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Uganda corruption rate improves

By Vision Reporter

Added 20th October 2004 03:00 AM

Uganda’s international corruption ranking improved over the last year, according to Transparency International’s (TI) rating

Uganda’s international corruption ranking improved over the last year, according to Transparency International’s (TI) rating

By Stuart Price in London

Uganda’s international corruption ranking improved over the last year, according to Transparency International’s (TI) rating.

Launching a new report at a press conference in London on Wednesday, Transparency International chairman Peter Eigen said, “Corruption in large-scale public projects is a daunting obstacle to sustainable development and results in a major loss of public funds needed for education, healthcare and poverty alleviation, both in developed and developing countries.”

TI is a leading non-governmental organisation which fights corruption around the world. The new Corruption Perceptions Index raises Uganda from the 113th place last year to 102nd alongside Eritrea, Papua New Guinea, the Philippines, Vietnam and Zambia.
However, TI said Uganda remained among the 60 countries around the world with rampant corruption. It said Uganda’s public sector was plagued by bribery.

It placed Uganda among the 106 countries out of the 146 surveyed, which scored less than five out of 10 on the index. Ten is a clean score and the lower the rating, the more corrupt a country is perceived to be.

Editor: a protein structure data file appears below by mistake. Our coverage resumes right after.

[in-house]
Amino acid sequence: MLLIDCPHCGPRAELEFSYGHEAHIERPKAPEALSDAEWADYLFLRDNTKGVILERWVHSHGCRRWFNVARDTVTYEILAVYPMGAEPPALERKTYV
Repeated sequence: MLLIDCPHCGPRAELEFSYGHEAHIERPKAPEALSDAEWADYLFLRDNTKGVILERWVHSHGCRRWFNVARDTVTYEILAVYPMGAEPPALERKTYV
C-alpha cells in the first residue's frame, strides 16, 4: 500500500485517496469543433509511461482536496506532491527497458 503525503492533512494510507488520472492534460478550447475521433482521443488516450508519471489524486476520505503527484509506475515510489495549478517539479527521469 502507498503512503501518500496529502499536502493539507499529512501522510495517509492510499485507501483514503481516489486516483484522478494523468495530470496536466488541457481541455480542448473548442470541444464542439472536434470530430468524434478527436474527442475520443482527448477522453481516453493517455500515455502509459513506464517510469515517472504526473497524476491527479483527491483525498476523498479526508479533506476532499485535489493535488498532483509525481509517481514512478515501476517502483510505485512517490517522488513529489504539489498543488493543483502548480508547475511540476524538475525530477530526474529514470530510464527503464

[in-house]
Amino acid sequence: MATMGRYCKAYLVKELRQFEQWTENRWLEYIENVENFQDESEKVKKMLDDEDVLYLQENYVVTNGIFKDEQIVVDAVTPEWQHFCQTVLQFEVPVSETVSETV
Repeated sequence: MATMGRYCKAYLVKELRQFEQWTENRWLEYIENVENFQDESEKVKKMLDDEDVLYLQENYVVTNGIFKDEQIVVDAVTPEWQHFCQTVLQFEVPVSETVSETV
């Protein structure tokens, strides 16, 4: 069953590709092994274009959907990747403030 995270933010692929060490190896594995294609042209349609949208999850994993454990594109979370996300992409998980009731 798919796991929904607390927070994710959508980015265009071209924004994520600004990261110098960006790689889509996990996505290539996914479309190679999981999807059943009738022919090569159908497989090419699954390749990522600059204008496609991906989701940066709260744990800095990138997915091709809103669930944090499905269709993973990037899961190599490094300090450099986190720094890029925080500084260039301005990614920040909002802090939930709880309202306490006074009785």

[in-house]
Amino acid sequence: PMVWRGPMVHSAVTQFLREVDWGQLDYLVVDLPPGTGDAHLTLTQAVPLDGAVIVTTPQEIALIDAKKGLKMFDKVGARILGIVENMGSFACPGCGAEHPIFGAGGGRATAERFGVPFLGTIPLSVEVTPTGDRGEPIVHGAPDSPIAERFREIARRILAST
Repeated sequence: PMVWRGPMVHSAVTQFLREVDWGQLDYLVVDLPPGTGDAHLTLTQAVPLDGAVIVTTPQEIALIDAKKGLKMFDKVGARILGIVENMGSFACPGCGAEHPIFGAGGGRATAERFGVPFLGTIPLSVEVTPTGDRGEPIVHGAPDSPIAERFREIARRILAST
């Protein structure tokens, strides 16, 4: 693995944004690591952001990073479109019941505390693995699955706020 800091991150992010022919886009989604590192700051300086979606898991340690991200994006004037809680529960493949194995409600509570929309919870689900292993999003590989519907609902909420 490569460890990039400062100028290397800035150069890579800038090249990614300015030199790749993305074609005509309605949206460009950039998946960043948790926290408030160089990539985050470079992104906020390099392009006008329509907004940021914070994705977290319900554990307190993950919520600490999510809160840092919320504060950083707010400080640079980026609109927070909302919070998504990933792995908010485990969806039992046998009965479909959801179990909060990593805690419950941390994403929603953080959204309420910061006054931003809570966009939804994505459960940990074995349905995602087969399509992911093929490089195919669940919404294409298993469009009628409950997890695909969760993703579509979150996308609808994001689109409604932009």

Kenya was 129, Tanzania came 90th while DR Congo was 133rd.
The least corrupt countries were Finland and New Zealand, which scored 9.7 and 9.6 respectively. Nigeria, the most corrupt in Africa, came third from bottom, with a score of 1.6. It fared marginally better than Bangladesh and Haiti which were at the bottom with a 1.5 score.

Eigen said graft robbed countries of their potential and that the world’s poorest countries needed support to fight the problem.
“If we hope to reach the UN Millennium Development Goal of halving the number of people living in abject poverty by 2015, governments need to seriously tackle corruption in public contracting,” Eigen said.

TI estimated that bribery in government procurement around the world tops US$400b per year.

Speaking from the Colombian capital Bogotá, TI vice-chair Rosa Inés Ospina Robledo said, “Across the globe, international donors and national governments must do more to ensure transparency in public procurement by introducing no-bribery clauses into all major projects.”

She said tough sanctions were needed against foreign and national companies caught bribing. She said these could include forfeit of the contract and blacklisting from future bidding.

In Kampala, the Inspector General of Government, Jotham Tumwesigye, said the report was a true reflection of corruption in Uganda, reports Emmy Allio.
“It is an indication of what is on the ground. It is the effect of measures taken recently to fight corruption,” he said. Asked whether his recommendations were respected by government departments, Tumwesigye said, “In some quarters our recommendations are now being followed. There is a positive trend in many aspects.”
He asked for greater effort by anti-corruption agencies and the Government “if the momentum is to be maintained.”

Uganda corruption rate improves

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